Coloring or pickling pine

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Forum topic by Purrmaster posted 04-24-2015 04:27 AM 900 views 0 times favorited 12 replies Add to Favorites Watch
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914 posts in 1513 days

04-24-2015 04:27 AM

Topic tags/keywords: pine pickling stain whitewash white wash dye

Greetings and salutations,

I’m building a book case out of pine. It’s been a long time since I worked with pine. I’m not certain if its a white or yellow pine but I think it’s white (it’s quite soft and white pine is indigenous to the Pacific NW I think).

I want to give it an interesting appearance and I want to use my new ColorFX dyes.

But I can’t seem to get a color that I like other than a brightish yellow. And everyone hates the yellow. Darker colors muddy the already not terribly exciting grain too much.

I could use some suggestions on what dye color(s) I should try.

I have the following: red, blue, green, black, burnt umber, raw umber, burnt sienna, raw sienna, van dyke brown, amber, yellow-R (for red), and yellow-G (for green).

Here’s a link to samples provided by the manufacturer:

The other idea I’ve been trying is “pickling” or white washing pine. I tried Minwax’s pickled oak stain and it basically does nothing. I’ve also tried watering down some wet latex paint but I don’t how “white” the wood is supposed to get.

I’ve even tried to turn the white wash pink by adding a little bit of red dye.

Suggestions, please?

12 replies so far

View Jerry's profile


1709 posts in 1068 days

#1 posted 04-24-2015 05:37 AM

Purrmaster, there’s some old fashioned wisdom that goes like this. Your first loss is your most costly. You’ve probably spent a lot of money trying to make a sow’s ear into silk purse. Dump the pine, get some wood that will serve your goal, and stop wasting money on trying to make a something into what it is not. Pine is beautiful when it’s used in context with what it is, but you may be muddying the waters. Sorry if I sound a bit gruff. It’s late and there’s Wild Turkey in the mix.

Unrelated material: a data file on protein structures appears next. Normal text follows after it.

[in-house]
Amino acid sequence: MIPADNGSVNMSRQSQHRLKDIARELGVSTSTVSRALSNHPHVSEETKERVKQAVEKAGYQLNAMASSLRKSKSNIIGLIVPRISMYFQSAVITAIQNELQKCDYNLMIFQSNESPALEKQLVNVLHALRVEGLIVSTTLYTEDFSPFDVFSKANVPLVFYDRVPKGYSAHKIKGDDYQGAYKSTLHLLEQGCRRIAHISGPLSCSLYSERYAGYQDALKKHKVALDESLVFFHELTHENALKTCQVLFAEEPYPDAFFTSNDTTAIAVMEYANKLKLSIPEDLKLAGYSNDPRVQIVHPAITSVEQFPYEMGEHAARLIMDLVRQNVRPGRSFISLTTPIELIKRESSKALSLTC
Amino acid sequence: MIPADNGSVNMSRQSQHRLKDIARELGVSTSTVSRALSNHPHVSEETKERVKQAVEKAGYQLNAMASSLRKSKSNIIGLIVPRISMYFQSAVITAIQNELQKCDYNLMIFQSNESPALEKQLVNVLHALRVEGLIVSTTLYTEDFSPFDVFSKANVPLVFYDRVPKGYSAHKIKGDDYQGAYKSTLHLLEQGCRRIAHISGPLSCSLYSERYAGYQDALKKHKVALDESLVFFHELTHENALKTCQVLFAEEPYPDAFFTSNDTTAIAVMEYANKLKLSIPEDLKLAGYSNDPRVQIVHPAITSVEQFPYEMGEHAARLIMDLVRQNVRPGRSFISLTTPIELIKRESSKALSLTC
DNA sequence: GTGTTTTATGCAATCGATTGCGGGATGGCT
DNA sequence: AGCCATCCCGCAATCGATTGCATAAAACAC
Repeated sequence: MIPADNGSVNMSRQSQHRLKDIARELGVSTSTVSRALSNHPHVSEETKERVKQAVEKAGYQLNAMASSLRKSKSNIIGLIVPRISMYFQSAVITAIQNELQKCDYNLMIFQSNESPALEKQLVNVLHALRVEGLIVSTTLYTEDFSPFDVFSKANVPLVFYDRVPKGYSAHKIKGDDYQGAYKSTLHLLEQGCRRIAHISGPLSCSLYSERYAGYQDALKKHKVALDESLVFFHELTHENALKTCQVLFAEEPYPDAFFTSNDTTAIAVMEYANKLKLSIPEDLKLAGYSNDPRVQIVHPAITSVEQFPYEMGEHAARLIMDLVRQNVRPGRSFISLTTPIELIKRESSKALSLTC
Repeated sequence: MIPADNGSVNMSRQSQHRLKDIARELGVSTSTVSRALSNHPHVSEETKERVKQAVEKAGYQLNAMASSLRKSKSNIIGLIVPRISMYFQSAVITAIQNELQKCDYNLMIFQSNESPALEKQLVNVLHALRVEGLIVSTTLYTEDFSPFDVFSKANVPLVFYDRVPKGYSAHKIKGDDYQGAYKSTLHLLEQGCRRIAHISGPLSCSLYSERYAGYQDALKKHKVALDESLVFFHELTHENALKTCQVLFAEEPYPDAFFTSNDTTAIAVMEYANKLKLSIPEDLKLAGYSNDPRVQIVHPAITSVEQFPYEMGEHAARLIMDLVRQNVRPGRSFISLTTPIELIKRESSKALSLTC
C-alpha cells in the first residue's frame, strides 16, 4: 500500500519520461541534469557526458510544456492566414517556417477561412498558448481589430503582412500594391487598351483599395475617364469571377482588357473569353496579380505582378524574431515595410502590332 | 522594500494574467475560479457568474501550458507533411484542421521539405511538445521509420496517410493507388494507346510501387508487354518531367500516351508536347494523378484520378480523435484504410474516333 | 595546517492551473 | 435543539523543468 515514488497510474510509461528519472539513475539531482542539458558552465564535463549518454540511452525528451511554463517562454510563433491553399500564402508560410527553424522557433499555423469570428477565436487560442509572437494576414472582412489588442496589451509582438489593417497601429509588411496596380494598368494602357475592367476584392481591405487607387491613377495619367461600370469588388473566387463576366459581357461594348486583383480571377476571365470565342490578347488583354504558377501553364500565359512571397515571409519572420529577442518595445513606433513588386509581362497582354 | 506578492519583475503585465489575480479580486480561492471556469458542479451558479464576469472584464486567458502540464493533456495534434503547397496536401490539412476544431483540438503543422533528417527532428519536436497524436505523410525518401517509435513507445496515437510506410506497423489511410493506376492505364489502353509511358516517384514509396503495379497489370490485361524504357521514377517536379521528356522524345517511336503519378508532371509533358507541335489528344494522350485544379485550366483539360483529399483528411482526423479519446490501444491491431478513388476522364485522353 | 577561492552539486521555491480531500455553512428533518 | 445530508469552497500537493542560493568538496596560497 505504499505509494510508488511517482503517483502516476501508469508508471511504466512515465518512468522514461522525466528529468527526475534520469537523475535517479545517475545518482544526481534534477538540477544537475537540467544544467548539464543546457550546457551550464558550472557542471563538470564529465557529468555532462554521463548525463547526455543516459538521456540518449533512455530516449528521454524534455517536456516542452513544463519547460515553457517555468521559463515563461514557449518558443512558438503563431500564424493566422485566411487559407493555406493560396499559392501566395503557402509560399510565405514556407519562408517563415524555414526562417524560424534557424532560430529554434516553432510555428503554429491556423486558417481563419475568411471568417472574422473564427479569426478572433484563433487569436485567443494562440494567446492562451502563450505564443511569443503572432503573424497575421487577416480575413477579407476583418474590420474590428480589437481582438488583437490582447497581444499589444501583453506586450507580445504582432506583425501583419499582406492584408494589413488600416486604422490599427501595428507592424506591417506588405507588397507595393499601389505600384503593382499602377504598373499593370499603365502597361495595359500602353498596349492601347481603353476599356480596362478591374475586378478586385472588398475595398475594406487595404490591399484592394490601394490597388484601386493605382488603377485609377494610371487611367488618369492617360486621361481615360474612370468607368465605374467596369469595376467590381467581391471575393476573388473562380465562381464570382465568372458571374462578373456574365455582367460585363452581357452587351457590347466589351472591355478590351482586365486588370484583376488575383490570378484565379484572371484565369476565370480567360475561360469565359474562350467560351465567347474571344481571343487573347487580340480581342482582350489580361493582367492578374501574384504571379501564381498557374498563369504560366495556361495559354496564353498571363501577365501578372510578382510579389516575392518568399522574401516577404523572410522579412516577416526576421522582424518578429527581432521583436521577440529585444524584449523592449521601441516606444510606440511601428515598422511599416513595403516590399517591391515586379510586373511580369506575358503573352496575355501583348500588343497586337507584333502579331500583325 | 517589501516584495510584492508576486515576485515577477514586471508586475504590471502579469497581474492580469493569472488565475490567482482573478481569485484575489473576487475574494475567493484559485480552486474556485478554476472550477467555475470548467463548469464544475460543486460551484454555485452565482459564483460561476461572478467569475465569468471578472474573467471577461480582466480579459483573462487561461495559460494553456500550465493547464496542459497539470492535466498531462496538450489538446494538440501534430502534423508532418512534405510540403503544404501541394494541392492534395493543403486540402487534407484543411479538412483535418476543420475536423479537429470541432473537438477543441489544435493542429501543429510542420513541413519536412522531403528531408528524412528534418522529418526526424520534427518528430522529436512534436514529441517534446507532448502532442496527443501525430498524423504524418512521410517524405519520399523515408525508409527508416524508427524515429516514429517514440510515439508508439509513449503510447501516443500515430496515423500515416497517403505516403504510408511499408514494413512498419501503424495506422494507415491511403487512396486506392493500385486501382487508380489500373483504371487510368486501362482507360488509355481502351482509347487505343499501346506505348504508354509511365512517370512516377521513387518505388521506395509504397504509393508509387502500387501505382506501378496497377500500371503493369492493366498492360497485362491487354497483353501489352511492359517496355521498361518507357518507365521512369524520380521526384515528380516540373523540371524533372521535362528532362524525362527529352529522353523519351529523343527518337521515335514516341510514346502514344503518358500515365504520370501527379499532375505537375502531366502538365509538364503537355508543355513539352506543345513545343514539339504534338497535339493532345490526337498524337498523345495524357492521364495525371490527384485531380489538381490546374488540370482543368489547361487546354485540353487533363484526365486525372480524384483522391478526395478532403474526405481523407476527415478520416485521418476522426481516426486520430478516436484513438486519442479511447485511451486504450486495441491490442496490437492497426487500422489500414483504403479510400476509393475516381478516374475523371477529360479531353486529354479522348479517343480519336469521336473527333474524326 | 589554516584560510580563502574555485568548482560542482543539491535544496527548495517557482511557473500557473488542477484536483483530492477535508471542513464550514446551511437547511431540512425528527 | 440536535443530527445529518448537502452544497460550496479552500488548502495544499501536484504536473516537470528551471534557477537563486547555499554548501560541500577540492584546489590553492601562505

-- There are good ships and there are wood ships, the ships that sail the sea, but the best ships are friendships and may they always be.

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914 posts in 1513 days

#2 posted 04-24-2015 06:51 AM

You bring up a good point. Am I trying to make the pine into something it’s not?

I actually like pine and have simply not happened to use it for a while. I don’t really want to make the pine look like something else….

I’ll run some tests with brushing lacquer on the bare pine and see how it looks.

When you say used in context with what it is…. do you have any suggestions how it would best be used? I’d be eager to hear ideas.

View alohafromberkeley's profile


257 posts in 1824 days

#3 posted 04-24-2015 05:05 PM

Purrmaster, for pine I prefer amber shellac if it’s not used for table tops. The tints you have should be great mixed into lacquer- guitar makers have used them to great effect on hardwoods for decades, but I don’t know if they would take on pine…Let us know how your tests are coming along. You always have an interesting twist to straight forward questions (and that’s a big compliment in my book).

-- "After a year of doing general farmwork, it was quite clear to me that chickens and I were not compatible"-George Nakashima

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986 posts in 2063 days

#4 posted 04-24-2015 05:14 PM

Hire is a LINK to a pickling method used on pine or oak from Popular Woodworking. It is a pdf file that may be worth a look. Good luck.

-- Respectfully, Paul

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914 posts in 1513 days

#5 posted 04-25-2015 04:16 PM

I’ve run more tests. So far I’ve tried pickling with watered down latex paint (primer, to be precise), added a little red to the watered down paint to get pink, tried Minwax white wash pickling stain (oil based), at least half a dozen dye combos, and straight lacquer.

I’m going to for for the yellow dye stain. Probably followed by some oil base topcoat (either brushing lacquer or poly). The yellow is the only thing that let the grain through well enough. Straight lacquer worked fine and in reality is probably the finish I “should” use. But I want to put these dyes into action (which is irrational, I admit). I may very well regret this later. I intend to try several different top coats including water base on a test panel with the yellow dye.